Starting from the substrate, we would recommend something soft like sand because like other cichlids, Green Terrors too like to dig around. Digging in a hard substrate can cause them injuries which can lead to diseases like fin rot. Also, if the substrate is hard and contains small size gravel or pebbles, your Green Terrors might swallow them which can result in digestive tract problems.

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When it comes to vegetation, go for anything but rooted plants because your Green Terrors will uproot them and redecorate your tank. Instead, you can opt for floating plants like Java Fern or Anubias. These will not only provide shade from light but they will also make your tank look good by adding a natural flare.

Rocks and driftwood should also be added to provide them a sense of territory, some place they can call home and protect. Rocks and vegetation will also play a role in mitigating aggression by lowering field of view, giving your fish an illusion of there being no other fish in the area.


A good quality filter is recommended because these are large fish and they produce a fair amount of waste when they eat or dig in the substrate. A decent quality canister or external filter will go a long way in providing a nitrate and ammonia free tank as long as it does not produce too much water flow.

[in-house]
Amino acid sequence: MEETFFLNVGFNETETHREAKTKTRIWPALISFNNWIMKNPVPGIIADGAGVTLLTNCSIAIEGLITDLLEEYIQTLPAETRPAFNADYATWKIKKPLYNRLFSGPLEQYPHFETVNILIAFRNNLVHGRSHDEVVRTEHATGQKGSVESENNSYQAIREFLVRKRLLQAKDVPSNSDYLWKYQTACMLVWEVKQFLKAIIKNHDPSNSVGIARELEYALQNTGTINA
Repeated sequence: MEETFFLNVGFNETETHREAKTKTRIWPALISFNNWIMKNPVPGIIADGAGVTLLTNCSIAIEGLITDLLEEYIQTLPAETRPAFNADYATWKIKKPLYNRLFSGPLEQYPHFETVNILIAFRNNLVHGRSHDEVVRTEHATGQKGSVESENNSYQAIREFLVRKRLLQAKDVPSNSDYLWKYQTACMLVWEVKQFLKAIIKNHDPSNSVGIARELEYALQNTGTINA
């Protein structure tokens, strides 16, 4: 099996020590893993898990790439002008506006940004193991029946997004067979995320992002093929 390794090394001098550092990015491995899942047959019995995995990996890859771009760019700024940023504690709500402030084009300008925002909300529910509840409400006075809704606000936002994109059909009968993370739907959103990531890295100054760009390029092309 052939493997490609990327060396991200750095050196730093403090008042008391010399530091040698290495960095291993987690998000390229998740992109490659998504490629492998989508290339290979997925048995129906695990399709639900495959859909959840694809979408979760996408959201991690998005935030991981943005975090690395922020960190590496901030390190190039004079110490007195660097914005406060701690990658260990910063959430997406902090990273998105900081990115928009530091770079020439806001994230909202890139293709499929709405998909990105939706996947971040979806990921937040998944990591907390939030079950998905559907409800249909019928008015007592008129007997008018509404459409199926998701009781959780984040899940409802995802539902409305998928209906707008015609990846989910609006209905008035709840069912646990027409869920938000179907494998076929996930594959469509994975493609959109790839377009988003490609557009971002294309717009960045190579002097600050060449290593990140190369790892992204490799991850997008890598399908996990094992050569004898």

A small heater will be required to keep water parameters within the suggested ranges because the natural habitat of the Green Terror Cichlid is a tropical land where water is warm.

Green Terror Cichlids are sensitive to bright lights but keeping your tank moderately lit gives them no trouble.

Tank Mates

Green Terror Cichlids are aggressive but given enough space and a natural vibe, they will do well within a community fish tank with several other fish. The only thing you need to be watchful for is not to pack them all into a tight space, which will only make your tank a death trap for any other fish you have crammed in there with the Green Terrors.

Their aggressive behavior can be mitigated by giving them ample space but during breeding season it is highly recommended that you separate the pair from the community because they form monogamous pairs and both the male and female will team up to shred any fish that approaches.

When it comes to size, we would not recommend fish that are smaller than the Green Terrors because they will eventually become food, fish like the Corydoras for example. The recommended tank mates are as follows:

·         Firemouth Cichlid

·         Convict Cichlid

·         Jack Dempsey Cichlid

·         Flowerhorn Cichlid

·         Silver Dollar Fish

·         Bristlenose Pleco

·         Striped Raphael Cichlid

·         Servrum

·         Synodontis

·         Gars

·         Pacus

·         Large Loricariids

·         Bleeding Heart Tetras

These are some of the many fish that can form good tank mates for Green Terror Cichlids because they share the same temperament, behavior, size and water parameters.